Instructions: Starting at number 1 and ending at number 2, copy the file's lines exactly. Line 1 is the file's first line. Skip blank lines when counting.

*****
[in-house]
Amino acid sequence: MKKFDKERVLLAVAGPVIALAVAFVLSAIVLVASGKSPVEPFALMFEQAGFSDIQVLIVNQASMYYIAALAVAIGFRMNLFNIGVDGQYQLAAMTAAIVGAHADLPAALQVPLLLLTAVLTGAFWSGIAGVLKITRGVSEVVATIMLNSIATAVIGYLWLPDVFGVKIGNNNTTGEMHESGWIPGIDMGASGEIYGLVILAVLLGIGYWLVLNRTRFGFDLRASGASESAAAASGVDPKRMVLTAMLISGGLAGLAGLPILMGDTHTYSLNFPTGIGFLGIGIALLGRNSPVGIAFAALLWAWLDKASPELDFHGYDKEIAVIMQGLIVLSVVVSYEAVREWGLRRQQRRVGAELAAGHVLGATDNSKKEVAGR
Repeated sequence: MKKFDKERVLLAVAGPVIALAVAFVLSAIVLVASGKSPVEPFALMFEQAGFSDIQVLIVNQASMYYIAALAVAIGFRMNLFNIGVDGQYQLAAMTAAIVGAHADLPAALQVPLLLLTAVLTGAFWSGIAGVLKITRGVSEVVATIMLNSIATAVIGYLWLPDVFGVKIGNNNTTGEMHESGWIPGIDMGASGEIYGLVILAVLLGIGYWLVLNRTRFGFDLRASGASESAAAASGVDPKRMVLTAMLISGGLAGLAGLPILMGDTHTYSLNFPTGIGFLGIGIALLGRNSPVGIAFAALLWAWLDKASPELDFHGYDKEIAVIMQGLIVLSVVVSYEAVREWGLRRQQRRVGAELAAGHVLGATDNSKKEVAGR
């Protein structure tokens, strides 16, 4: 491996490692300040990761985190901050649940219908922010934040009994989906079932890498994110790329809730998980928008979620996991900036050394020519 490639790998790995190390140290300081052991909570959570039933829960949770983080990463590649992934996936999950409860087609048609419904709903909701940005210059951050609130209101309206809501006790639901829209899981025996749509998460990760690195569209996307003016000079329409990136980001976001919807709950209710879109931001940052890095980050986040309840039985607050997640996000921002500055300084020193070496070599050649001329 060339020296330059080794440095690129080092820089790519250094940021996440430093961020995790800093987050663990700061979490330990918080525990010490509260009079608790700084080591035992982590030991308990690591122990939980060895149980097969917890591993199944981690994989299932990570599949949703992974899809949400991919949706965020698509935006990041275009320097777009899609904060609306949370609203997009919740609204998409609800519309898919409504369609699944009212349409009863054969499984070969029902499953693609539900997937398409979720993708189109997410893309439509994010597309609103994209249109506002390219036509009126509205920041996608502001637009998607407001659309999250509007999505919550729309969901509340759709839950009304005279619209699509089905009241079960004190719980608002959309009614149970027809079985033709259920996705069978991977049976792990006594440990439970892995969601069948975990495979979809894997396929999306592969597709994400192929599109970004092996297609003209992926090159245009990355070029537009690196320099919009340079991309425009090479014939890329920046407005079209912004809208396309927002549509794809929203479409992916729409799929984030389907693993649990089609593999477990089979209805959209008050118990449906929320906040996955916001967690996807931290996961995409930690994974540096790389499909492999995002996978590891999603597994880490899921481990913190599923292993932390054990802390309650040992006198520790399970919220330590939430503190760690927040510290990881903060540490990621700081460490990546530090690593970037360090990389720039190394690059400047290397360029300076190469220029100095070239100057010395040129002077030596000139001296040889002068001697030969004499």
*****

[in-house]
Amino acid sequence: MKKFDKERVLLAVAGPVIALAVAFVLSAIVLVASGKSPVEPFALMFEQAGFSDIQVLIVNQASMYYIAALAVAIGFRMNLFNIGVDGQYQLAAMTAAIVGAHADLPAALQVPLLLLTAVLTGAFWSGIAGVLKITRGVSEVVATIMLNSIATAVIGYLWLPDVFGVKIGNNNTTGEMHESGWIPGIDMGASGEIYGLVILAVLLGIGYWLVLNRTRFGFDLRASGASESAAAASGVDPKRMVLTAMLISGGLAGLAGLPILMGDTHTYSLNFPTGIGFLGIGIALLGRNSPVGIAFAALLWAWLDKASPELDFHGYDKEIAVIMQGLIVLSVVVSYEAVREWGLRRQQRRVGAELAAGHVLGATDNSKKEVAGR